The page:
Helping Deliver an IBM Message About Proposed U.P.C. Symbols

Delivering an IBM Message

Early one morning in 1972 as I was getting ready for the day, the phone rang. Ed Igler called from Distribution Industry in White Plains. He wanted to confirm that I knew Barry Franz at Procter & Gamble which I did. Years earlier I’d worked across the hall from Barry when I first joined P&G and had given him his first small airplane ride. If I remember, that caused his wife Margie some concern. Ed said IBM needed me to have lunch with Barry and deliver a message.
The U.P.C. Symbol selection committee was formed by the Ad Hoc Committee that defined the Universal Product Code, just the code format, in 1971 and was comprised of representatives from grocery retailers and grocery manufacturers. Barry Franz, an Operations Research/Management Science expert in Industrial Engineering, was P&G’s member of the Symbol Selection Committee. But more relevant to that morning’s call, IBM felt Barry to be one of the most technically knowledgeable and capable members of the Symbol Selection Committee. When IBM presented its logic for a more easily printed but not omni-directional Barcode Symbol to be used with an omni-directional scanner, Barry might have been the committee member that best understood all the technology presented. I wasn’t there, but I know what “My eyes glazed over” looks like and evidently there was some of that by other committee members after IBM’s presentation.

Competing concepts included the omni-directional bulls-eye proposed by RCA/Unisys and other circle and half circle type designs. The IBM proposal had included an extensive mathematical proof. Some of the IBM people at the presentation saw indications that Barry appreciated the technological approach but had personal doubts about IBM’s commitment to enter this market. It’s likely the other proposal presenters would willingly discuss more specifics about products under consideration or under development, while IBM would stoically maintain that they couldn’t discuss un-announced products. In any event Barry would not likely support a symbol proposal from a company that wasn’t going to be in the market.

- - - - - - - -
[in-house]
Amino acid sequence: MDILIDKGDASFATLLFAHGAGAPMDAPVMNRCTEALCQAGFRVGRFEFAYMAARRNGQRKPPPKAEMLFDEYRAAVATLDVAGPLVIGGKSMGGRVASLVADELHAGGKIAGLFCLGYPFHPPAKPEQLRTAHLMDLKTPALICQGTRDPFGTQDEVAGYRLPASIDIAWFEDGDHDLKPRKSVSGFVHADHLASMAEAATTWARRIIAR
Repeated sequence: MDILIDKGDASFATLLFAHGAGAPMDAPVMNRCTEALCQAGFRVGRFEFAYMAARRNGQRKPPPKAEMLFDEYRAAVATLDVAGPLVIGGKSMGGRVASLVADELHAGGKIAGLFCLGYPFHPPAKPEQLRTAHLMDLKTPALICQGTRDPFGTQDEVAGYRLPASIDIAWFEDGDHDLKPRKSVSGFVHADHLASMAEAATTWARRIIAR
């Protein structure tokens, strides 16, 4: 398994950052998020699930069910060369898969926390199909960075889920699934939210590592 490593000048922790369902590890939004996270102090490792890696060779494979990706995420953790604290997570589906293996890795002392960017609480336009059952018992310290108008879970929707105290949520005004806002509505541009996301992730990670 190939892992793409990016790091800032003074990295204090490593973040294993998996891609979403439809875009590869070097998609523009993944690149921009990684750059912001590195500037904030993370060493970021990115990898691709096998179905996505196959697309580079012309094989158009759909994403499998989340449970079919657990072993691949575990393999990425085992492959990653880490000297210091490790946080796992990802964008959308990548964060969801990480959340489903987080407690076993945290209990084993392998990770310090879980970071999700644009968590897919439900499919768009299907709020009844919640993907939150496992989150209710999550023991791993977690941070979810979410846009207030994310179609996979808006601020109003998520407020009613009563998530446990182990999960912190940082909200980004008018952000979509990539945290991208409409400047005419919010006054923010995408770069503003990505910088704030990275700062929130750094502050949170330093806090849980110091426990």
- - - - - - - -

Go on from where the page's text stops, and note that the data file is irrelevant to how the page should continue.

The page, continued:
My task was to convince Barry that IBM was very serious about their proposal, re-iterate and verify that IBM can not discuss any product before it’s announced, and tell him the company appreciated his understanding of the technological issues. As evidence of this I was to tell Barry that Marvin Mann had recently joined Distribution Industry Marketing to work on the project. Marvin’s previous position was to introduce the System/3 with its unique small 96 character punch card. Because of that product’s success, Marvin was joining Distribution Industry. The corporation was interested enough to dedicate this kind of executive talent to the effort.
I called Barry a few minutes after hanging up with Ed and we arranged for lunch that day or the next. It was great seeing Barry again and catching up on all that was appropriate for him to discuss about P&G. I told him about the call, relayed the information about Marvin and reaffirmed IBM’s strict rules about un-announced products. At that time I didn’t know very much of the details about products myself, only that Gordon Vick, a prior sales partner had been promoted to Raleigh to work on something that must have been supermarket store related. Barry wasn’t under any Non-Disclosure rules relating to the symbol proposals and clearly had been impressed by the IBM presentation. He told me about an IBM mathematician that filled a board with equations to document that the parallel bar barcode would outperform concentric circles. Barry told me the presentation had been moderated by a fellow named Bo Evans. At the end when everyone had questions, Barry had questioned “wouldn’t it take a System 360 Model 40 to do all the processing required to keep the check lane productive?” Bo reached into his pocket and held up a single chip while replying, “This is your Model 40.” Evidently Bo had the concept of stage presence. Barry had been very impressed. IBM’s Distribution Industry Marketing was delighted with the results of the lunch.

Before we parted, and as a friend, I had to ask Barry, “Why is P&Gsupporting this since it’s a net cost to them?” Barry replied that the projections showed that it would cost about 1 percent of sales for manufacturers to include a symbol on a package. But if it really saved 2 percent in cost at the store, they would pay the 1% and help the consumer achieve the 1% net overall benefit. Of course in hind-sight, the benefit has been much higher